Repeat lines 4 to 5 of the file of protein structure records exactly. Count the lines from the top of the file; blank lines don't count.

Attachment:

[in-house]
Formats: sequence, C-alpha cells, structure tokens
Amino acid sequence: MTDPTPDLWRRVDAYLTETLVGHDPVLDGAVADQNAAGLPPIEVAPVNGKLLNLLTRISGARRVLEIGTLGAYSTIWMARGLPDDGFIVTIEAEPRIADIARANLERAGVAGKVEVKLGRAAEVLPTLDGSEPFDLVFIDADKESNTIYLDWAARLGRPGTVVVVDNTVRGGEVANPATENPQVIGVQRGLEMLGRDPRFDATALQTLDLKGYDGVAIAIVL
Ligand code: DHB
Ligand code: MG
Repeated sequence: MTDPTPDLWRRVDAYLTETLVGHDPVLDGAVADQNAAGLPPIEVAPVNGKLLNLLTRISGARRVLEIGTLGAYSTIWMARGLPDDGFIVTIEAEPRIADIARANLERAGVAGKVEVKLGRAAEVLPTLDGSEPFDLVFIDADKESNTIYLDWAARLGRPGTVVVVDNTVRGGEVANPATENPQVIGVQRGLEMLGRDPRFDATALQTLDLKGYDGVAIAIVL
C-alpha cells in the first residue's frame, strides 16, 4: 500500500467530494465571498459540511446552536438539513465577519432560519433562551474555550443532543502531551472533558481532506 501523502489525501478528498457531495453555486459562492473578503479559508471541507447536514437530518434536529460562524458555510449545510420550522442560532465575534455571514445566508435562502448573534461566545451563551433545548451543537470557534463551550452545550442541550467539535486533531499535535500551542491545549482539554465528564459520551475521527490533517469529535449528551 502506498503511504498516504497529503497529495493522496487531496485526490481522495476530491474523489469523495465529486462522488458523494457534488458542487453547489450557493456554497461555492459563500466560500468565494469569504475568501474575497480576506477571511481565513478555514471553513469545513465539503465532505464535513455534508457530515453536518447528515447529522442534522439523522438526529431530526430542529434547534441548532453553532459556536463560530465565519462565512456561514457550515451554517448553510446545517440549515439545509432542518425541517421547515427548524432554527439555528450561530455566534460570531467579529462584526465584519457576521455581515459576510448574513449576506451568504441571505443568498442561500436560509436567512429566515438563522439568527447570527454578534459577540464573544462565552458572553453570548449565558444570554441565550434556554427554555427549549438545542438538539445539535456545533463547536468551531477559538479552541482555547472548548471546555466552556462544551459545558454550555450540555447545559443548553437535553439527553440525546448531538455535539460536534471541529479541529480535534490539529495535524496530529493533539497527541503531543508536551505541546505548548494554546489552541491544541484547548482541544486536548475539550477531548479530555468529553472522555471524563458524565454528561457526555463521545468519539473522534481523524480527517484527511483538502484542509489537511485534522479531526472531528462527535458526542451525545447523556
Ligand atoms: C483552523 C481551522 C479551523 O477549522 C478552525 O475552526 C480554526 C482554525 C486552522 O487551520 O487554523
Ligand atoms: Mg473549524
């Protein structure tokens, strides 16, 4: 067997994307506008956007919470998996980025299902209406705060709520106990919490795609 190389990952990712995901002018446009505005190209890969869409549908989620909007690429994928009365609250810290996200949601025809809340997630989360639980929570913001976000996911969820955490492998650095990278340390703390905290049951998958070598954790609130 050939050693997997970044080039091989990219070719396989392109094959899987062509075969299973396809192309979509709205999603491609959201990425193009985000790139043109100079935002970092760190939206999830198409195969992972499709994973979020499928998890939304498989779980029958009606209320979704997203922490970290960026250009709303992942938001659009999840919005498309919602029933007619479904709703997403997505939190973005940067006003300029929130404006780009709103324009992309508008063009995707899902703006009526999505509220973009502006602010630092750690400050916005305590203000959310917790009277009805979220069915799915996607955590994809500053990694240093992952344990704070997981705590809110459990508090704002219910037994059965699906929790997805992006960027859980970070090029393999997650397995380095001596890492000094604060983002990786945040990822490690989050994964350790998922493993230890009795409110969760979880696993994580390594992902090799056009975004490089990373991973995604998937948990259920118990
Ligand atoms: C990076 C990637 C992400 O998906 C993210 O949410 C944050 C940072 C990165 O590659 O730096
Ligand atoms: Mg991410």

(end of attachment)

Ligand code: DHB
Ligand code: MG